As part of this attempt to alter attitudes, I have organized this book in a somewhat eclectic way, so its arrangement asks for a little explanation. Lots of people find numbers and, worse, equations at least off-putting and maybe even indigestible. Other people see them as intrinsic and unavoidable. Since almost all science is inescapably quantitative, we get a severely bowdlerized impression from any account that eschews numbers. While I mean to introduce quantitative arguments as gently as I can, I do mean to include them. Along with numbers (oops), you'll run into equations (horrors). Don't let that bother you, if it's not your métier—the basic text tells the basic story with the sequential linearity necessary for a proper narrative. (Okay, the sequence may be slightly contrived, but after all, this isn't some historical account.) The off-putting details and almost all the quantification have been piled into the footnotes. They're linked by superscripted symbols to the text, so they work rather like hyperlinks on a computer. As a result, you can ignore the formalities in the footnotes without losing the thread of the story. Recognize, though, that graphs and equations provide an economical and effective way of expressing things that torture the tongue. If you read the words and then look at the equation, you'll recognize that they say the same thing. Pretty soon you might start ignoring the words as mere cumbersome redundancy.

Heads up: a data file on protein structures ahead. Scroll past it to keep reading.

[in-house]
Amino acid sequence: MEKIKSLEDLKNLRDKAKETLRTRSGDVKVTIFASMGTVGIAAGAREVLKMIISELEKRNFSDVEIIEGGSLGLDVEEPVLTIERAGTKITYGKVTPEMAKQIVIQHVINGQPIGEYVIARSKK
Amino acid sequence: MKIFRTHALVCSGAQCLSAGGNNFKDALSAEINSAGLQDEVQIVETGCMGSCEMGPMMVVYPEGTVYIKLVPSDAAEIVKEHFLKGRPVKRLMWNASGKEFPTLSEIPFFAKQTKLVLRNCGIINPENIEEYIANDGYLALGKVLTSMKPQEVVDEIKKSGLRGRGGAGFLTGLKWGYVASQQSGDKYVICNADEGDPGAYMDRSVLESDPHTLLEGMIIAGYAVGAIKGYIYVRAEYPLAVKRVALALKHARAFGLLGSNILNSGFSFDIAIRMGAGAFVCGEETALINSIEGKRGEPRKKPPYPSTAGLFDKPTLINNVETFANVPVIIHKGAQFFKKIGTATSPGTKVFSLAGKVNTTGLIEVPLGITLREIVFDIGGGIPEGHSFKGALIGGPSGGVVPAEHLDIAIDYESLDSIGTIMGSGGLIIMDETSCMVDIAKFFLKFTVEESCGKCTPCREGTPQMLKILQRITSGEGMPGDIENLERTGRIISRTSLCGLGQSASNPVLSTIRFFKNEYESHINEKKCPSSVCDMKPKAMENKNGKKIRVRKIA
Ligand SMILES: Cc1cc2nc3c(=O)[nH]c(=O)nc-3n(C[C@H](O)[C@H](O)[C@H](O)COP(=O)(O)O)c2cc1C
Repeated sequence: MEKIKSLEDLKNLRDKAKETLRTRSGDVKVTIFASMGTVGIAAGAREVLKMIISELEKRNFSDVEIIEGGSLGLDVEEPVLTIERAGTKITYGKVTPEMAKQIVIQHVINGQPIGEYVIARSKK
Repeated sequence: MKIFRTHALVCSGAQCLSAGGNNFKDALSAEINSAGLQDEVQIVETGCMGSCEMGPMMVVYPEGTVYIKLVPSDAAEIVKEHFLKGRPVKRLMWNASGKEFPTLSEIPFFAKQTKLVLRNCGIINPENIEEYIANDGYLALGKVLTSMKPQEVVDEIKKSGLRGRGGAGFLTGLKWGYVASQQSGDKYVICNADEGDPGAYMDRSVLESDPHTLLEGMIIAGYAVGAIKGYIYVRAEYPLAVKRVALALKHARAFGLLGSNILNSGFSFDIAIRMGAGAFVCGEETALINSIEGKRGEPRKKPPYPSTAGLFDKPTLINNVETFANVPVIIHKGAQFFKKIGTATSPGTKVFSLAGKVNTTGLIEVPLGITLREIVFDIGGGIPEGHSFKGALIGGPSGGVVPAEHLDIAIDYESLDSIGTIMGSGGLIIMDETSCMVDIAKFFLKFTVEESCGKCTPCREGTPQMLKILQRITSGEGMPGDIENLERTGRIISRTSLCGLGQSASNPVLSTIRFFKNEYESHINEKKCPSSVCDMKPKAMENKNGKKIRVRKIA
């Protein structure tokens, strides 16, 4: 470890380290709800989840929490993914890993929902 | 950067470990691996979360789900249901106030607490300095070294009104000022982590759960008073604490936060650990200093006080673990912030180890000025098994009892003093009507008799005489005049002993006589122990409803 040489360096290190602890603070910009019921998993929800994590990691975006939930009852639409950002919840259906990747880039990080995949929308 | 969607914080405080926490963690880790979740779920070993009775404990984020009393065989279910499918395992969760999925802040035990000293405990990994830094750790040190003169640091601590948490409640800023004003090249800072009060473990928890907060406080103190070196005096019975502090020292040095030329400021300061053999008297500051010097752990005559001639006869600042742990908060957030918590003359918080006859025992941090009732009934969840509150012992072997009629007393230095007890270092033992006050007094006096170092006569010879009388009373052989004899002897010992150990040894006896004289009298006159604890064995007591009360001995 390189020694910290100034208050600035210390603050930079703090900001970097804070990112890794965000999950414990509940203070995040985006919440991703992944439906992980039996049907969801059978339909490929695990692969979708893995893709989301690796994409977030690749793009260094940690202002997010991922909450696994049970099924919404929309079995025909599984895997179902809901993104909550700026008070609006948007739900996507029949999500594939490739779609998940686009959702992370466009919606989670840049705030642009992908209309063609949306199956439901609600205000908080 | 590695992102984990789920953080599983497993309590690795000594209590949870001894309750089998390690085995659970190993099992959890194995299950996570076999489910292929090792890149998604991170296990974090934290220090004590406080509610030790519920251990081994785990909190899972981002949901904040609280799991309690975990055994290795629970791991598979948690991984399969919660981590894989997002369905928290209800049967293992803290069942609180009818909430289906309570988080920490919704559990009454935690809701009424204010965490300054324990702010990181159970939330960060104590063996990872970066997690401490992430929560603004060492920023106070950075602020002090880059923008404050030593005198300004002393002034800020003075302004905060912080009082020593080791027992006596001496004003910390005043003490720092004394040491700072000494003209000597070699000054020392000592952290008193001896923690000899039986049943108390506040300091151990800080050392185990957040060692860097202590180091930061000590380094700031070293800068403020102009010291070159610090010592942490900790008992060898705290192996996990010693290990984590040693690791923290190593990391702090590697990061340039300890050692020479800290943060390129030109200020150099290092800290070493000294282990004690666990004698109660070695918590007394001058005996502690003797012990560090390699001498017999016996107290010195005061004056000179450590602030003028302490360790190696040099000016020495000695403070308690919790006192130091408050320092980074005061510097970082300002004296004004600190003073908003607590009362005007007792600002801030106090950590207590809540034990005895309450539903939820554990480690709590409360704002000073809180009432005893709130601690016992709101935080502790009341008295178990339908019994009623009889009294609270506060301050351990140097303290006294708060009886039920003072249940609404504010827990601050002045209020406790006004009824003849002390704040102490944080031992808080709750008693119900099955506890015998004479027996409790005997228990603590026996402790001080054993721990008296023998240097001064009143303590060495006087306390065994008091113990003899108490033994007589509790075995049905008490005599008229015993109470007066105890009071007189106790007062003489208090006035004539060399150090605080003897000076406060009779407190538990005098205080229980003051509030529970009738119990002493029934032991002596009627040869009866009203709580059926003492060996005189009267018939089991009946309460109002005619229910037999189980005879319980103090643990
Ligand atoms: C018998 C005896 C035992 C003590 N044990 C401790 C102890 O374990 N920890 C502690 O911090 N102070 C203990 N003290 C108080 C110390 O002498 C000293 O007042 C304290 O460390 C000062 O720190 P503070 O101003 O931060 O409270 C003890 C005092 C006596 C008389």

I want to encourage the reader to be a player as well, with emphasis on the "play" in player. That's the special advantage of asking about matters close to home. So, embedded in the text from time to time you'll find suggestions for things you might do to get a more perceptual feel for what I'm talking about, or to explore beyond what's explicitly mentioned. These "do-it-yourself " interpolations are enclosed in boxes. Again, skip over them if you wish, with no fear of losing the main thread. Finally, to minimize clutter, mention of sources, for both what's here in the text and what's not here but might be of interest, will be relegated to endnotes in the back of the book and indicated by superscripted numbers in the text.
Introducing the Protagonist
The leaf will play a particular—and peculiar—role. It represents a biological everyman, an ordinary and ubiquitous living thing that provides the subject for an exploration of our immediate physical world. We'll look into all (or most, to be honest) of the different physical matters that it has to get right in order to work properly. These are the ordinary phenomena that confront all of us, our domesticated plants and animals, and our mechanical devices. I'd allude to the "cheap physical stuff," except that in my youth that referred to some less savory aspects of human mating behavior. Nonetheless, the word physical should be taken more literally than usual. We might look at leaves with biology in mind, asking questions about ecological relationships or about ancestors and lineages. Or we might look at their molecules, at the chemistry of photosynthesis or the genes directing their formation. Here the context will instead be that of more mundane phenomena. Put a bit pretentiously, biological and physical sciences will be inextricably intertwined, as they are in reality as opposed to their dichotomization in high school and college courses.